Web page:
The following personal account of a successfully resolved wildlife-urban challenge was provided by the Chair of the AVMA’s Animal Welfare Committee, Dr. Bruce Nixon. His wife, Dr. Sharman Hoppes, co-authored the feature article for the August 2011 issue of AVMA Animal Welfare Focus, and was kind enough to also provide a picture of herself with Snappy (we knew you’d ask after reading the piece below—and another reason to check out our newsletter!).
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And now…here’s Bruce’s and Sharman’s story…
Last summer I got a random text message from my wife, Sharman. We all get random messages from our spouses (text or otherwise), but this one said there was a baby alligator in our pond. I love getting text messages from Sharman — last week it was “I’m swimming with a capybara” and last month it was “I’m doing an MRI on a tiger.” Your definition of ‘normal’ changes when you’re married to the zoo clinician at Texas A&M’s College of Veterinary Medicine.
But back to the alligator. We have a small pond in front of our house, and we live pretty close to the Brazos river, which is known to have alligators. I returned from work around 4am (normal for ER docs like me) and got a flashlight. Sharman and I travel to Peru every year to do macaw research in the field, so we’ve gotten pretty good at spotting caimans at night with a flashlight. Sure enough, it didn’t take me long to find Snappy’s glowing eyes—she was swimming straight toward me (did I mention that our travels to Peru have also provided some decent sprint training?).
One of our adult daughters was living with us at the time and she grew fond of Snappy. Lee Ann would go out and feed the fish, and Snappy would show up and eat a fish or two. Snappy was beginning to associate people with food, which we knew was not good. For one, we have two poodles that sometimes venture near the pond. Secondly, if Snappy ever made it back to the river, we didn’t want her stalking fishermen.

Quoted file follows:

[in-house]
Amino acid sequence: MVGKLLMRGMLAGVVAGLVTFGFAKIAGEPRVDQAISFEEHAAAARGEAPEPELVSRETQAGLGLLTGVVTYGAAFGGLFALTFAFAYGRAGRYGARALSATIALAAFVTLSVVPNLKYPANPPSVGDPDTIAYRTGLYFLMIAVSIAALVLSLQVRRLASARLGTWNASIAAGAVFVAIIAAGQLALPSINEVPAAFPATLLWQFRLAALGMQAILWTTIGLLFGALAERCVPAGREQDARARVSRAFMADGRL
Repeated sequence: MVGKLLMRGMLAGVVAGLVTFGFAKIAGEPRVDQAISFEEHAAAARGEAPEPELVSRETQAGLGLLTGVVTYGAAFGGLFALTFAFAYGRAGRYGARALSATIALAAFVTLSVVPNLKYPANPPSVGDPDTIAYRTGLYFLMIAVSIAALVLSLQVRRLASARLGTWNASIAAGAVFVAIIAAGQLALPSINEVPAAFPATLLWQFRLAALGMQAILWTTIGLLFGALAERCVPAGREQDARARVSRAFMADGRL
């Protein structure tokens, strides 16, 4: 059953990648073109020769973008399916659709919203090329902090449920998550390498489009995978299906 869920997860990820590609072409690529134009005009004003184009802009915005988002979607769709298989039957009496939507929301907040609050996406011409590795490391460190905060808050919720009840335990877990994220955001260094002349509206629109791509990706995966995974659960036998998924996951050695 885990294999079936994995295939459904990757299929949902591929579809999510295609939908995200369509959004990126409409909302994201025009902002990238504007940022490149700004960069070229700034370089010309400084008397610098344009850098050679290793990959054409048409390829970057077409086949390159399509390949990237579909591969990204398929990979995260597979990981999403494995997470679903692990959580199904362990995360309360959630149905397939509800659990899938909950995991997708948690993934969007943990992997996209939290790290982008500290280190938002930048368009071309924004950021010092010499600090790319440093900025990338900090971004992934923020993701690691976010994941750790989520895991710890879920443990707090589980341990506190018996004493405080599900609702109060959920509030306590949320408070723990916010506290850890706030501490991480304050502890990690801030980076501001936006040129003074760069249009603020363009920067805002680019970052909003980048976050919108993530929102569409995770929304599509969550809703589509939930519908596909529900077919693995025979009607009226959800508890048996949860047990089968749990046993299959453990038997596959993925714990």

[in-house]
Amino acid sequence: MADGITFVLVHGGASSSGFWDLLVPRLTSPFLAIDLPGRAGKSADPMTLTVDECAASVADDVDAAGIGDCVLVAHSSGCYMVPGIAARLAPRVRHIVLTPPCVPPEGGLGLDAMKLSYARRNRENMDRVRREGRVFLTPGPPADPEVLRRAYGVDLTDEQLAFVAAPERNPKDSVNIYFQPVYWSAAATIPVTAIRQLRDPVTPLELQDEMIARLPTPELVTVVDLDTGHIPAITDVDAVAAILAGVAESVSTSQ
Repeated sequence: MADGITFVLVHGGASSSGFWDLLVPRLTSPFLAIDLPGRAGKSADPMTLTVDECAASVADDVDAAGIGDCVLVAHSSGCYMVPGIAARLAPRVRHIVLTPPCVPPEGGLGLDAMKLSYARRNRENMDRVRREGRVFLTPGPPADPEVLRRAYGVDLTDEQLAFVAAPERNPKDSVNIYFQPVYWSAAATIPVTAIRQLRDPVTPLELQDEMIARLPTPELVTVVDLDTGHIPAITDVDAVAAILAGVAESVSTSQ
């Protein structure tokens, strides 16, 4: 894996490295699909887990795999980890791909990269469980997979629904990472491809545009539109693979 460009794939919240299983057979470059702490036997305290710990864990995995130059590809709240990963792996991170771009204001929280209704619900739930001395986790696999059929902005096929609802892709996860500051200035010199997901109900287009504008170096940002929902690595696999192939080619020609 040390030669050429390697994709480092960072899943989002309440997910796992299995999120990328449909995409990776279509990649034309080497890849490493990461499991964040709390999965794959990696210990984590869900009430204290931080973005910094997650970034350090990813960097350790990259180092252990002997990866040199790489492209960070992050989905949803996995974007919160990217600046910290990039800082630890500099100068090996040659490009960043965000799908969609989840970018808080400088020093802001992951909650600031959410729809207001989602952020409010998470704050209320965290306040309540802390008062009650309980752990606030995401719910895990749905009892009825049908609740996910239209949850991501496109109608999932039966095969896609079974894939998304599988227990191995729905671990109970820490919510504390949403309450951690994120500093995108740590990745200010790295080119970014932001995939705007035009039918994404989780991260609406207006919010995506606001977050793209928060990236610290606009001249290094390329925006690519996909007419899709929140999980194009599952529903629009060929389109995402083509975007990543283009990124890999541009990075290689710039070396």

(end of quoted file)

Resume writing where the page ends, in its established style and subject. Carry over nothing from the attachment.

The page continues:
In time Snappy outgrew our pond and relocated to our neighbor’s much larger pond, eventually becoming a neighborhood sensation. People fed her raw chicken. Snappy was getting fat, and now she definitely recognized people as an excellent food source. We knew we had to act before something bad happened. Although there is alligator hunting in Texas, turning Snappy into a pair of boots didn’t seem like a good option. And, she was a celebrity!
Sharman knows the owner/operator of “Gator Rescue” in Beaumont, Texas, which is a large wildlife park open to the public. The crew of the park is also the cast of Gator 911 on CMT. The members of Snappy’s fan club agreed that Snappy would be captured humanely by these experts and transported to the park.
When the crew arrived, Snappy opened her mouth for a baited treble hook (a type of fishing hook) and was slowly pulled close enough to shore to get a rope around her. I took out the treble hook myself—no appreciable bleeding, only a small puncture wound. A little electrical tape was sufficient to keep Snappy’s mouth shut (alligators have little appreciable musculature for opening the mouth) and human body parts safe until she was safely ensconced in her new home.
Snappy will live out the rest of her life protected and well-fed. If she ever gets sick, she will receive excellent veterinary care. We plan on seeing her in her new home soon. Thankfully, once in a while there’s a happy ending to a wildlife-urban interface challenge!